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Home > Global progress report on HIV, viral hepatitis and sexually transmitted infections, 2021. Accountability for the global health sector strategies 2016–2021: actions for impact.

World Health Organization. (2021) Global progress report on HIV, viral hepatitis and sexually transmitted infections, 2021. Accountability for the global health sector strategies 2016–2021: actions for impact. Geneva: World Health Organization.

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Together, HIV, viral hepatitis and STIs form a cluster of interlinked communicable diseases with common determinants of health, modes of transmission and high rates of coinfection, especially among populations most severely affected and at higher risk. This report publishes new estimates for hepatitis B and C viruses and for the four main STIs, providing a more accurate baseline for the forthcoming decade of progress towards eliminating them by 2030.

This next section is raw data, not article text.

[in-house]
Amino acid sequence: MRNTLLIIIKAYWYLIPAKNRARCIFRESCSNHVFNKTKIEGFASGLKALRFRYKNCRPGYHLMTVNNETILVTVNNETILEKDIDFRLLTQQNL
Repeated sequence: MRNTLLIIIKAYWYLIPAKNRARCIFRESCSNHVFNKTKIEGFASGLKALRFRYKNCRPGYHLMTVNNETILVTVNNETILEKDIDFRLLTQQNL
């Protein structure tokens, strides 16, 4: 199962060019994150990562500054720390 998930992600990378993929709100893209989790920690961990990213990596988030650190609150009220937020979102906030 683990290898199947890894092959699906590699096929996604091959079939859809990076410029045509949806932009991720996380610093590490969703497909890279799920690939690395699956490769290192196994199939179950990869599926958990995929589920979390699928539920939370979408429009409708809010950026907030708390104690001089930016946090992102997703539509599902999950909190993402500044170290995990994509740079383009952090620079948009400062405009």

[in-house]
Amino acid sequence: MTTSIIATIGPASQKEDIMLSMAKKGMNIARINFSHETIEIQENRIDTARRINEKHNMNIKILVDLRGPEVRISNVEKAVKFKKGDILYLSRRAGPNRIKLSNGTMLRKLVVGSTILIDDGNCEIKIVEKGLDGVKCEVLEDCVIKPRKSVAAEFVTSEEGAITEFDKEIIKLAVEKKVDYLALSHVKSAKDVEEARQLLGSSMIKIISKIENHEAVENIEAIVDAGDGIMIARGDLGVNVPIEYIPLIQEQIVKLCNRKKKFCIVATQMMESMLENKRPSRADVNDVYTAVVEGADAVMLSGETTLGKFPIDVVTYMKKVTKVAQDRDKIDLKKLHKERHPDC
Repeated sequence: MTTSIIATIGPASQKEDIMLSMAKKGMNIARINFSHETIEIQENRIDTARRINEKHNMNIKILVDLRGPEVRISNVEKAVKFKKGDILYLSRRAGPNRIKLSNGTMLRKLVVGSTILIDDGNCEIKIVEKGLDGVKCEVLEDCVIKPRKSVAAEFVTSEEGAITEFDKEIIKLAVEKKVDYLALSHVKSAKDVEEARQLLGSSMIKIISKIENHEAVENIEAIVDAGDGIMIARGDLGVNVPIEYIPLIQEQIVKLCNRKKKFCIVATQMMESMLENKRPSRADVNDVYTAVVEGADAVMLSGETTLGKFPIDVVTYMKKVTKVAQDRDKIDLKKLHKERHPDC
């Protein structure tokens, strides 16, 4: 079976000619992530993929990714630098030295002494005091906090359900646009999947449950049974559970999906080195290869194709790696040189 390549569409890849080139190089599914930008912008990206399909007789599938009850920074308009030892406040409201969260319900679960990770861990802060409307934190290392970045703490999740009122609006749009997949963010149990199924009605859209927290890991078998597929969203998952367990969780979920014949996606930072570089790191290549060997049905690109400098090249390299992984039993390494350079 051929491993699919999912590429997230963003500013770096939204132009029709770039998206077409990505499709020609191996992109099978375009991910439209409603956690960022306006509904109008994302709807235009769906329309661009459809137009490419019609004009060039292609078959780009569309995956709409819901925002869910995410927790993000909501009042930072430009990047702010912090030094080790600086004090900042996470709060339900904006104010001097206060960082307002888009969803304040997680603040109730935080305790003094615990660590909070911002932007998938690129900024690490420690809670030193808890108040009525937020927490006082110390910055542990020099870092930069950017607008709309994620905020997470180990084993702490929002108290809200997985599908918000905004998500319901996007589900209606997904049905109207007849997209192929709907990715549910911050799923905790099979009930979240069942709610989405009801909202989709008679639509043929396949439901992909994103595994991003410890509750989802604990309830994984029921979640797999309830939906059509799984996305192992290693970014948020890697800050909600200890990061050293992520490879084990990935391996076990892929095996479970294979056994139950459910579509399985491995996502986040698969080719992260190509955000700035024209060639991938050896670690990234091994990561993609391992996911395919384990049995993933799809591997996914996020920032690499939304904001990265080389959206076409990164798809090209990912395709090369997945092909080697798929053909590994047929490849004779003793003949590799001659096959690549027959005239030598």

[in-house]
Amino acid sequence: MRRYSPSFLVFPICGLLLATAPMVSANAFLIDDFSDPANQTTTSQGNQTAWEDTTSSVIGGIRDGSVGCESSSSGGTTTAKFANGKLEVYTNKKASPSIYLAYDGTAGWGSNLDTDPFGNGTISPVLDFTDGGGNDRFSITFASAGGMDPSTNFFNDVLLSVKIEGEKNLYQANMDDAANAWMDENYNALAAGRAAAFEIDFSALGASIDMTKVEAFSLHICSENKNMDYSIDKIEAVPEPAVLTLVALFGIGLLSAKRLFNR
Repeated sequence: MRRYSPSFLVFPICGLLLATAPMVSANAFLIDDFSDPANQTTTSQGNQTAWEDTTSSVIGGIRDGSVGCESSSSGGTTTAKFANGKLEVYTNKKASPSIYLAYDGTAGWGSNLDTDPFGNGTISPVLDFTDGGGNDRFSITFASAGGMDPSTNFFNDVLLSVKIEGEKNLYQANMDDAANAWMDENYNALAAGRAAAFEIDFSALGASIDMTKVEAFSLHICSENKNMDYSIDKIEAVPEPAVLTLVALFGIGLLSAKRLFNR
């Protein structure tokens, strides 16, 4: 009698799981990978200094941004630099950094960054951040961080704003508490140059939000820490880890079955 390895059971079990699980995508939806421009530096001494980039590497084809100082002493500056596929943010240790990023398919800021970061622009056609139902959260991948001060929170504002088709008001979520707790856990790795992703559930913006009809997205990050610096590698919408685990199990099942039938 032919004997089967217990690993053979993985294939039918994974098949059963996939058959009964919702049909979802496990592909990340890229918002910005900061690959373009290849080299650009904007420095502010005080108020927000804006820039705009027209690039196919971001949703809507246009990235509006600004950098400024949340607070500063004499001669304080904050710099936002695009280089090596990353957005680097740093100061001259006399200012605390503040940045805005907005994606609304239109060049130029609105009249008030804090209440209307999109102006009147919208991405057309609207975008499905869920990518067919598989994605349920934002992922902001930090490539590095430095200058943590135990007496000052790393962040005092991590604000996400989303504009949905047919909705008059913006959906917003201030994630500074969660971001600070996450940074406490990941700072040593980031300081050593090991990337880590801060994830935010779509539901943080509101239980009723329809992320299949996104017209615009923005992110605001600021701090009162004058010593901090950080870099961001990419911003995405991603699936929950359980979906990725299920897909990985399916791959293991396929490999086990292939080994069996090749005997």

Viral hepatitis accounts for a significant global disease burden and high mortality from liver cancer and cirrhosis. In 2019, 296 million people were living with chronic hepatitis B virus infection and 58 million people with chronic hepatitis C virus infection worldwide. New estimates show that about 1.5 million people newly acquire hepatitis B infection each year, despite the availability of a highly efficacious vaccine. About 1.5 million people newly acquire hepatitis C virus infection. Viral hepatitis caused 1.1 million deaths in 2019, 96% of which were caused by hepatitis B and C virus (5). Most of these deaths result from chronic liver disease and liver cancer. The greatest burden of hepatitis B and C infection is concentrated by geography and population, with 80% of the global burden of hepatitis C infection in the 10 most severely affected countries. People from economically disadvantaged regions, displaced people and migrants, and rural populations are more severely affected. Further, injecting drug use is a major contributor to the hepatitis C epidemic globally (6). Other affected population groups include health-care workers exposed through needle-stick injuries, people in prisons and closed settings, and gay men and other men who have sex with men.

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